Everything you should know about Amendment 1
As election season heats up, the Presidency is not the only thing that Floridians will be voting on this November. Crafting law is a complex process and extra difficult for most citizens to understand the hidden meanings and agendas.
Without taking a specific position of Amendment 1, we wanted to ensure citizens are well informed as to the potential outcomes of a “yes” or “no” vote.
The Florida League of Women Voters summarized Amendment 1 in the following way:
A YES vote on Amendment 1 would:
Put existing statutory language into the state constitution, making it difficult to change future solar energy policy in statute due to a possible conflict with the constitutional language adopted.
Establish a constitutional rather than statutory right for consumers to own or lease solar-power equipment on their property to generate electricity for their own use, leaving out the ability for third-party providers to install solar equipment on their homes or businesses and then sell that power directly back to the consumers, bypassing the major utilities.
Create an assumption that those who use solar power are being subsidized by non-solar utility customers for the cost of providing backup power and electric grid access and not paying enough for the upkeep of the transmission and distribution system. It then creates a constitutional mandate that state and local governments regulate solar power generators and users to correct the subsidy, potentially leading to increased costs to solar users.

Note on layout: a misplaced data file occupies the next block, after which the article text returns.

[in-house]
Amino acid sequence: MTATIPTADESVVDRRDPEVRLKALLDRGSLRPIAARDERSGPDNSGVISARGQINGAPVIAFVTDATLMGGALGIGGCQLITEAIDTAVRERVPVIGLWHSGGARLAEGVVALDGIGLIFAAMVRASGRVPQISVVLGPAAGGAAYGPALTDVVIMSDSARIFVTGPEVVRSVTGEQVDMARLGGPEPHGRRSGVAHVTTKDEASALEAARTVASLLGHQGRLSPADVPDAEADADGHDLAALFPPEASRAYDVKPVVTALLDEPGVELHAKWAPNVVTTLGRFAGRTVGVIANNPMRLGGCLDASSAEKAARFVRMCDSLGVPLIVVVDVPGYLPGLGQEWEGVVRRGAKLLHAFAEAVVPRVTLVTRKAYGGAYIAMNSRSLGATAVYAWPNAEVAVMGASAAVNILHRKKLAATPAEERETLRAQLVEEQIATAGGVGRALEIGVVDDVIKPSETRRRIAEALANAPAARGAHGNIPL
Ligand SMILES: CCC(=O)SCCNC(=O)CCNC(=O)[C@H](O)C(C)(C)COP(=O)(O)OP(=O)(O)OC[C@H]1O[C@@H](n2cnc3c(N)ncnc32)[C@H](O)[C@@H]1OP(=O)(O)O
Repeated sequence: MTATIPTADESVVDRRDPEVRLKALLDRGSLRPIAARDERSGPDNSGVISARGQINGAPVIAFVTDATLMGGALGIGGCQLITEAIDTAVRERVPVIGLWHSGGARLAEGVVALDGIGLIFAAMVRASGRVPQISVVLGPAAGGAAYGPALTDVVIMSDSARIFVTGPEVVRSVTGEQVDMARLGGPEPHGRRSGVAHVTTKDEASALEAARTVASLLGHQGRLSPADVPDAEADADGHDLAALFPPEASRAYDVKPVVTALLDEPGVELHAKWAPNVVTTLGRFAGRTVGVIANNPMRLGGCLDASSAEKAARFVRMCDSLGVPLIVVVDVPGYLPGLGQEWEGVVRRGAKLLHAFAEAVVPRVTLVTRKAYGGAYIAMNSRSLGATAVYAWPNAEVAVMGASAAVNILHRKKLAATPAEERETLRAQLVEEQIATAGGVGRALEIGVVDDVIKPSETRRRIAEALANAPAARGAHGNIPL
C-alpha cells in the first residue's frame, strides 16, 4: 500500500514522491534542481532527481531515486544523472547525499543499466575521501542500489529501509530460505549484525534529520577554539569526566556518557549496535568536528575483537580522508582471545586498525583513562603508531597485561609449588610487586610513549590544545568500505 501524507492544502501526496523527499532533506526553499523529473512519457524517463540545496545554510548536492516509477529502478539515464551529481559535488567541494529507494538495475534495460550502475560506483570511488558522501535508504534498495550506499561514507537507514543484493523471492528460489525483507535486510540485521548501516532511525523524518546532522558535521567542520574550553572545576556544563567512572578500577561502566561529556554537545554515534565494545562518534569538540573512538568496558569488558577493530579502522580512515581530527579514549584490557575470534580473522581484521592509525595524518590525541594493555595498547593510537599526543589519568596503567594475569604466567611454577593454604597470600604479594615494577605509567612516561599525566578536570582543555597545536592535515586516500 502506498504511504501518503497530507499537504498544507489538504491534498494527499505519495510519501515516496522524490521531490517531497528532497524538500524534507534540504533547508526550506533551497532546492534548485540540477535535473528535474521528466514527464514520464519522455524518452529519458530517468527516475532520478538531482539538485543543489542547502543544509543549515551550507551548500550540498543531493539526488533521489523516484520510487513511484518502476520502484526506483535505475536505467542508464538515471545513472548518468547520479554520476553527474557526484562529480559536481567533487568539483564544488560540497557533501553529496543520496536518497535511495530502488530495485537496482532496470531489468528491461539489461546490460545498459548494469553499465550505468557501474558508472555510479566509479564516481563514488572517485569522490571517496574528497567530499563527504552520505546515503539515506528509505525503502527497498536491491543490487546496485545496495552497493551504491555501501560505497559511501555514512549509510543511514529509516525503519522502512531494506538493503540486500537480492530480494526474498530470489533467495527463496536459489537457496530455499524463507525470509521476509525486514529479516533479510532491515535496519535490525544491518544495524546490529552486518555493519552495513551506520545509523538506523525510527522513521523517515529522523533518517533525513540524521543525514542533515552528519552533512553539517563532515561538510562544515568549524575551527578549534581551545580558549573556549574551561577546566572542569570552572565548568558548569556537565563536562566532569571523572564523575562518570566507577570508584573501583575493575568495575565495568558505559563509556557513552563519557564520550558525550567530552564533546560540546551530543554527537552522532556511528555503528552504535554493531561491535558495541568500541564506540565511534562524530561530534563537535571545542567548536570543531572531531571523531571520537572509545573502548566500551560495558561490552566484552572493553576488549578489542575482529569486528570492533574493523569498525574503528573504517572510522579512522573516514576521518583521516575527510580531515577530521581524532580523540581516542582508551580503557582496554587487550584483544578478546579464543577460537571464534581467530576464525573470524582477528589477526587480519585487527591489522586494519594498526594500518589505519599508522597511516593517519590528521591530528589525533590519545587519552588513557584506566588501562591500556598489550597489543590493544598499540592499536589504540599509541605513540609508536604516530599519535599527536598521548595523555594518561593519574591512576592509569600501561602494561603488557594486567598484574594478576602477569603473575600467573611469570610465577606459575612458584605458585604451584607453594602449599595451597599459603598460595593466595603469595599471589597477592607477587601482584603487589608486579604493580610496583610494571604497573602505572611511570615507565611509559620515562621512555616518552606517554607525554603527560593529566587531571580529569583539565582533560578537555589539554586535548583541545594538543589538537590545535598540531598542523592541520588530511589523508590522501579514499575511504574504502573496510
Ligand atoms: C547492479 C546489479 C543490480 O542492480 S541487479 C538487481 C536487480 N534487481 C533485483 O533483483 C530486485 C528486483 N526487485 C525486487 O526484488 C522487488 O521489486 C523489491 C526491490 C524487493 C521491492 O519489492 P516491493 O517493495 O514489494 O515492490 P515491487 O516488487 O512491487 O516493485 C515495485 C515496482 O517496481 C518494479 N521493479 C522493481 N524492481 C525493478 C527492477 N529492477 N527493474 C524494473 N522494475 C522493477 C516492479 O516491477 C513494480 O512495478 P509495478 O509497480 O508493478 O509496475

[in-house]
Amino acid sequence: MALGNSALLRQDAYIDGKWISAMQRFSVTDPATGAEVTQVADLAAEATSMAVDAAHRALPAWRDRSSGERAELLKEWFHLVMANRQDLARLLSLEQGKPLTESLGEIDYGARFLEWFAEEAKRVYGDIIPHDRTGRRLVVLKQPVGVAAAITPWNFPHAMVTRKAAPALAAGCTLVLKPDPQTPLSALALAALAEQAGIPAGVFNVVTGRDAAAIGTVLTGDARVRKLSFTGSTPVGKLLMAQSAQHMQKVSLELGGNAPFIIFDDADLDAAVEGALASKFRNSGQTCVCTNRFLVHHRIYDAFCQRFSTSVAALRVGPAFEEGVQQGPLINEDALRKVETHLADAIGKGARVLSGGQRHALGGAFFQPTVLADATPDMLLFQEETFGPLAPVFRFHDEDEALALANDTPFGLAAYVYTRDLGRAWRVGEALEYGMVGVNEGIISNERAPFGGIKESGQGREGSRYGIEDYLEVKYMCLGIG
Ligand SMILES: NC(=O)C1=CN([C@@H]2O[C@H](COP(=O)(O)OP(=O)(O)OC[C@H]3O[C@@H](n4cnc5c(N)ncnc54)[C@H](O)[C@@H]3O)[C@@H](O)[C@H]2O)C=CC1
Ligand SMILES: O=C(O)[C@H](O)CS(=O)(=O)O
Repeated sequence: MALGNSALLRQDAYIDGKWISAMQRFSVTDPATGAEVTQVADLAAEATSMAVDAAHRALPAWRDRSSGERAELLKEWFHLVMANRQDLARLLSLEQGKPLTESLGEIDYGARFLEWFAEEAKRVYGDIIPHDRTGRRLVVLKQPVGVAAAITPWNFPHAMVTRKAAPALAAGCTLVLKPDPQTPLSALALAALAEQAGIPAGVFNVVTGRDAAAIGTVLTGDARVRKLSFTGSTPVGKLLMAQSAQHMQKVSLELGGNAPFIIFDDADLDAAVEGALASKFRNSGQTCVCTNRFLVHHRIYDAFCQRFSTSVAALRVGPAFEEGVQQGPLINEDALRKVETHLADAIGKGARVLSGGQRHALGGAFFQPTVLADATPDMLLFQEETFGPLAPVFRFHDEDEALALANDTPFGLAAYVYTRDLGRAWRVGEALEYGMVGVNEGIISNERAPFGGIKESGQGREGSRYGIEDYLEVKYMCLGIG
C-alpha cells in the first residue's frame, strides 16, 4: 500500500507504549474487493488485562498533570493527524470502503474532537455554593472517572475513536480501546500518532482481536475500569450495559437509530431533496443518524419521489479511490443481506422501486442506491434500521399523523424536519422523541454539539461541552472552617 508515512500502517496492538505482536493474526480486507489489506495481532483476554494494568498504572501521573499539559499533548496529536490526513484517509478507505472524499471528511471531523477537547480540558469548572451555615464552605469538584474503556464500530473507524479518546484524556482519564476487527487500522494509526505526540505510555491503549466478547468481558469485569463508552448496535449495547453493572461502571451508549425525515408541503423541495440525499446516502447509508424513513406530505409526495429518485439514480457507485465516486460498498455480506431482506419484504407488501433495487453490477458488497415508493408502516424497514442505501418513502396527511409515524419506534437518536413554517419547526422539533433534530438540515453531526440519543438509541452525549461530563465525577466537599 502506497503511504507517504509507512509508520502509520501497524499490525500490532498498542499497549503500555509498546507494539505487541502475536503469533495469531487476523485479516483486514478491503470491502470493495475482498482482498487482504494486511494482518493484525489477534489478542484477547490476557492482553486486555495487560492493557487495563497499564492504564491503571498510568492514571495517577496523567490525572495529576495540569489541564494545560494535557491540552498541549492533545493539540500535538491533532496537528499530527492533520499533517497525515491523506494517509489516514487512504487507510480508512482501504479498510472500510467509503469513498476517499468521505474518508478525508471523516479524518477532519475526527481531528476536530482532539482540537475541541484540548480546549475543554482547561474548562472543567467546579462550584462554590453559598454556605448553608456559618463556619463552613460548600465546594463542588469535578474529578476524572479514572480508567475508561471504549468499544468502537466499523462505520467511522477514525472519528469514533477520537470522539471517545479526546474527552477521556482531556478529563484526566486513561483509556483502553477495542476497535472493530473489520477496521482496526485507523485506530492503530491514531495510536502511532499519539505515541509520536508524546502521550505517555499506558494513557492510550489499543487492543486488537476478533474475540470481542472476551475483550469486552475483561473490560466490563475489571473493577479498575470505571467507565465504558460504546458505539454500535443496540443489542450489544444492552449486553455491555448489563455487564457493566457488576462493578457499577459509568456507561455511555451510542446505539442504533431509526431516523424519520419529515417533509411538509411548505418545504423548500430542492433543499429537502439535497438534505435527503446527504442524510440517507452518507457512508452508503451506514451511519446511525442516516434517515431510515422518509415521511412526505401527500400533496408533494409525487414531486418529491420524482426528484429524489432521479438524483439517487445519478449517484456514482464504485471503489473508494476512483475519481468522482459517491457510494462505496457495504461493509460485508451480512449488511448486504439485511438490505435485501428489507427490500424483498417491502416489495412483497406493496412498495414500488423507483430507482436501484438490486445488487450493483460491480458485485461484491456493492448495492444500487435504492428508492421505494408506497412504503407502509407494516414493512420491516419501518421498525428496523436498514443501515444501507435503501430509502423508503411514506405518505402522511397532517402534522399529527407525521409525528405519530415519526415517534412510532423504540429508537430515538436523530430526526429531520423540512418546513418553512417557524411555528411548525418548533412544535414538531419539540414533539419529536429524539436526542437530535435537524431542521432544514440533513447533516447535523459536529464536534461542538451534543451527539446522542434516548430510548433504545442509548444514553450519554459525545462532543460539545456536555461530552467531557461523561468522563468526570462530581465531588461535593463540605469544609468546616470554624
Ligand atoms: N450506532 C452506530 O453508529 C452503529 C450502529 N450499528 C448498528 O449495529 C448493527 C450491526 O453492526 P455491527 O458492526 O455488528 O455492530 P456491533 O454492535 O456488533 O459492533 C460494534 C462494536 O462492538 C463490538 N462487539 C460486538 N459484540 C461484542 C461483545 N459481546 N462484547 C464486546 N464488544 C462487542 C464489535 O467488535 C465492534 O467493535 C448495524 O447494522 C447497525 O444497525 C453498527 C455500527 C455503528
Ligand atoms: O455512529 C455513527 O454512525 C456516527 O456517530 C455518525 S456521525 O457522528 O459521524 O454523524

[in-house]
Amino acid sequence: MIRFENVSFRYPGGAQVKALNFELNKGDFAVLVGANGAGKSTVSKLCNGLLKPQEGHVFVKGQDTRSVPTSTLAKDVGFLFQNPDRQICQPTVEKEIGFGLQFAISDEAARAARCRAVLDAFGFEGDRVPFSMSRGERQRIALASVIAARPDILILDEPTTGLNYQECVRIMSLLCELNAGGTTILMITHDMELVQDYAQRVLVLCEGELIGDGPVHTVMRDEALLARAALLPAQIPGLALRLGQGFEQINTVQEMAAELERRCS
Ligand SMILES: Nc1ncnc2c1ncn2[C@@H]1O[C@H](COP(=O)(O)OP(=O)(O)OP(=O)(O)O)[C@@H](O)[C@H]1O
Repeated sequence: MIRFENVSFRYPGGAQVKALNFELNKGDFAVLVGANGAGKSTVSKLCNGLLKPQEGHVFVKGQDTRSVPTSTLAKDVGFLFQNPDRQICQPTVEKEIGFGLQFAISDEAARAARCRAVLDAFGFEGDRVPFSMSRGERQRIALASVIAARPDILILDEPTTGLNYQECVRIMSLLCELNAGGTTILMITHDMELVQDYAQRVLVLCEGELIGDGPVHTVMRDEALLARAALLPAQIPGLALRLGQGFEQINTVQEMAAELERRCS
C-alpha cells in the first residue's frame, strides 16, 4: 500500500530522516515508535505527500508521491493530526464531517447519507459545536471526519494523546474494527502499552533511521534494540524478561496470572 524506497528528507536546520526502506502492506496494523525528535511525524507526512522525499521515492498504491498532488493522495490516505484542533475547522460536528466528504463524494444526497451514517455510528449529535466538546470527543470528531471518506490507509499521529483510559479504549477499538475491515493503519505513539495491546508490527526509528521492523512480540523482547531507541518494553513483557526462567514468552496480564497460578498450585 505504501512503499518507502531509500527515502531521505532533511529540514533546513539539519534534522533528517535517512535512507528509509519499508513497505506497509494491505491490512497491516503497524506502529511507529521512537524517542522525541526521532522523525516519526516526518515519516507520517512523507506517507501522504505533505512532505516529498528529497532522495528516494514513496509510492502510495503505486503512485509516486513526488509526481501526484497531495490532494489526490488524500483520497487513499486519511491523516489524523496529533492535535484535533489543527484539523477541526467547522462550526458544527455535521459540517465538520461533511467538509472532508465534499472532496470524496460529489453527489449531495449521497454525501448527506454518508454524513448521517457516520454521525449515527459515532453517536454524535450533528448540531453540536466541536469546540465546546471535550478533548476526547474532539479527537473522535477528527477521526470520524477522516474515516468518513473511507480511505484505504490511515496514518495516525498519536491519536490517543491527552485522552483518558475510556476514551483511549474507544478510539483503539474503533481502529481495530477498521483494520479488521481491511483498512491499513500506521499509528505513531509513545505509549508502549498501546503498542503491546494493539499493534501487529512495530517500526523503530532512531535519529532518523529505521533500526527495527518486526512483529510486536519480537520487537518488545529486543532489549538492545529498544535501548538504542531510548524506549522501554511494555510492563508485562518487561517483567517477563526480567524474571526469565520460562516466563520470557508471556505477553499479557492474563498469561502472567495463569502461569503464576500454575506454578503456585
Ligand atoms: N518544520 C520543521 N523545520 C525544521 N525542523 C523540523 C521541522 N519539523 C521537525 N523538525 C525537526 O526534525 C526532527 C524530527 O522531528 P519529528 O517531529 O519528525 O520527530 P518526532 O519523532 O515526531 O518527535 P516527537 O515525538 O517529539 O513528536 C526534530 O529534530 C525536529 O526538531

Not explicitly prevent Florida consumers from entering into contracts with a third-party solar provider, but possibly erecting barriers through its definitions and mandate for regulation.
Supporters: Duke Energy, Florida Power & Light Co.; Gulf Power Co.; Tampa Electric Co.; 60 Plus Association.
A NO vote on Amendment 1 would:
Leave in Florida statutes the right for consumers to own or lease solar-power equipment on their property to generate electricity for their own use.
Leave open the possibility that homeowners and businesses could buy or lease solar-power equipment.
Halt a potential constitutional barrier to new laws that would broaden the solar-power market by allowing solar companies to sell electricity directly to consumers.
Protect existing rules that allow net metering, where utilities credit a retail rate to customers generating excess solar power that is returned to the electric grid.
Opponents: Floridians for Solar Choice; Earth Justice; Florida Solar Energy Industries Association; Southern Alliance for Clean Energy; League of Women Voters of Florida.